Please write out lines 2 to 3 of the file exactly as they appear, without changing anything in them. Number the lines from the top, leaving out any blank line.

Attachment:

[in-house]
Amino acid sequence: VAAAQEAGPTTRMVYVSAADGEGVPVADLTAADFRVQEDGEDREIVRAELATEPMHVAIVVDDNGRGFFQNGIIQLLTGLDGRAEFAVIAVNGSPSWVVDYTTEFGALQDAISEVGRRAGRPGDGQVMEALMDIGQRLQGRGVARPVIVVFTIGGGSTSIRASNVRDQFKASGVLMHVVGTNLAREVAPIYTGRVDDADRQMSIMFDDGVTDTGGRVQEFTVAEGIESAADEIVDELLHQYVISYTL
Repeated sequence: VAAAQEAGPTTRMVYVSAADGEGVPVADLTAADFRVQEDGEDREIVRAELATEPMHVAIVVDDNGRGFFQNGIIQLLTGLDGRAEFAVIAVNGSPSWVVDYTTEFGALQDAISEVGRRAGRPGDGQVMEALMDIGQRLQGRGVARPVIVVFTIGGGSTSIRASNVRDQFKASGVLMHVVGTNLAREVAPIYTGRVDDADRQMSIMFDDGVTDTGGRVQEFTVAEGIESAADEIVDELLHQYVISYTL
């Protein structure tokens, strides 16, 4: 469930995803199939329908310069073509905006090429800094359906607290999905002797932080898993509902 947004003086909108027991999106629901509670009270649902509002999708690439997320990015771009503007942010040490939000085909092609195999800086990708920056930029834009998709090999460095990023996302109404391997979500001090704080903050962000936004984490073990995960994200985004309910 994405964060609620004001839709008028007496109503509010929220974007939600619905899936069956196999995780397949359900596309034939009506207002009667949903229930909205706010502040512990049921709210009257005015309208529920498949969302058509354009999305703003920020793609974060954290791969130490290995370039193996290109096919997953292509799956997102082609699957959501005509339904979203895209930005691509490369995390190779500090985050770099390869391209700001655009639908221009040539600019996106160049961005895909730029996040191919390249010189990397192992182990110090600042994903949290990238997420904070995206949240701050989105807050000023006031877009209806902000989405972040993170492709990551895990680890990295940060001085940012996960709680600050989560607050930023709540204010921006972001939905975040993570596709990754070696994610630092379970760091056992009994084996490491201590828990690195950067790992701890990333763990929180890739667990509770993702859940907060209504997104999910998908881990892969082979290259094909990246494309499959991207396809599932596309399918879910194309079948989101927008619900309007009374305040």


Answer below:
Amino acid sequence: VAAAQEAGPTTRMVYVSAADGEGVPVADLTAADFRVQEDGEDREIVRAELATEPMHVAIVVDDNGRGFFQNGIIQLLTGLDGRAEFAVIAVNGSPSWVVDYTTEFGALQDAISEVGRRAGRPGDGQVMEALMDIGQRLQGRGVARPVIVVFTIGGGSTSIRASNVRDQFKASGVLMHVVGTNLAREVAPIYTGRVDDADRQMSIMFDDGVTDTGGRVQEFTVAEGIESAADEIVDELLHQYVISYTL
Repeated sequence: VAAAQEAGPTTRMVYVSAADGEGVPVADLTAADFRVQEDGEDREIVRAELATEPMHVAIVVDDNGRGFFQNGIIQLLTGLDGRAEFAVIAVNGSPSWVVDYTTEFGALQDAISEVGRRAGRPGDGQVMEALMDIGQRLQGRGVARPVIVVFTIGGGSTSIRASNVRDQFKASGVLMHVVGTNLAREVAPIYTGRVDDADRQMSIMFDDGVTDTGGRVQEFTVAEGIESAADEIVDELLHQYVISYTL